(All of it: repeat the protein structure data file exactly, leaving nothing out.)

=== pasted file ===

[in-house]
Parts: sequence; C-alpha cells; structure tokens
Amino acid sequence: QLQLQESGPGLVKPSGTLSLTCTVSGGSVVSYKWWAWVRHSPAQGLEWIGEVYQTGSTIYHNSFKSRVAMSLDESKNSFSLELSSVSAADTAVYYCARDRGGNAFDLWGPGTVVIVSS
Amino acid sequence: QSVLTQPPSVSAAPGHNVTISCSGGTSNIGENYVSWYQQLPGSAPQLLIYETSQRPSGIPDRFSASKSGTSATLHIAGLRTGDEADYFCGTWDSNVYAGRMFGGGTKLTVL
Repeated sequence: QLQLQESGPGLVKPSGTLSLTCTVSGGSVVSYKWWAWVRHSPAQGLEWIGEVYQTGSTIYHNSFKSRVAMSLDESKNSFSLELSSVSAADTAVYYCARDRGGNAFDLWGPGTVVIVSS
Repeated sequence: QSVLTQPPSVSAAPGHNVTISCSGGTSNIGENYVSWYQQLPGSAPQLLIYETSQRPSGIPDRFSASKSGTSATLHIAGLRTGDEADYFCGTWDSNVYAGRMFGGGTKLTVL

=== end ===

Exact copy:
[in-house]
Parts: sequence; C-alpha cells; structure tokens
Amino acid sequence: QLQLQESGPGLVKPSGTLSLTCTVSGGSVVSYKWWAWVRHSPAQGLEWIGEVYQTGSTIYHNSFKSRVAMSLDESKNSFSLELSSVSAADTAVYYCARDRGGNAFDLWGPGTVVIVSS
Amino acid sequence: QSVLTQPPSVSAAPGHNVTISCSGGTSNIGENYVSWYQQLPGSAPQLLIYETSQRPSGIPDRFSASKSGTSATLHIAGLRTGDEADYFCGTWDSNVYAGRMFGGGTKLTVL
Repeated sequence: QLQLQESGPGLVKPSGTLSLTCTVSGGSVVSYKWWAWVRHSPAQGLEWIGEVYQTGSTIYHNSFKSRVAMSLDESKNSFSLELSSVSAADTAVYYCARDRGGNAFDLWGPGTVVIVSS
Repeated sequence: QSVLTQPPSVSAAPGHNVTISCSGGTSNIGENYVSWYQQLPGSAPQLLIYETSQRPSGIPDRFSASKSGTSATLHIAGLRTGDEADYFCGTWDSNVYAGRMFGGGTKLTVL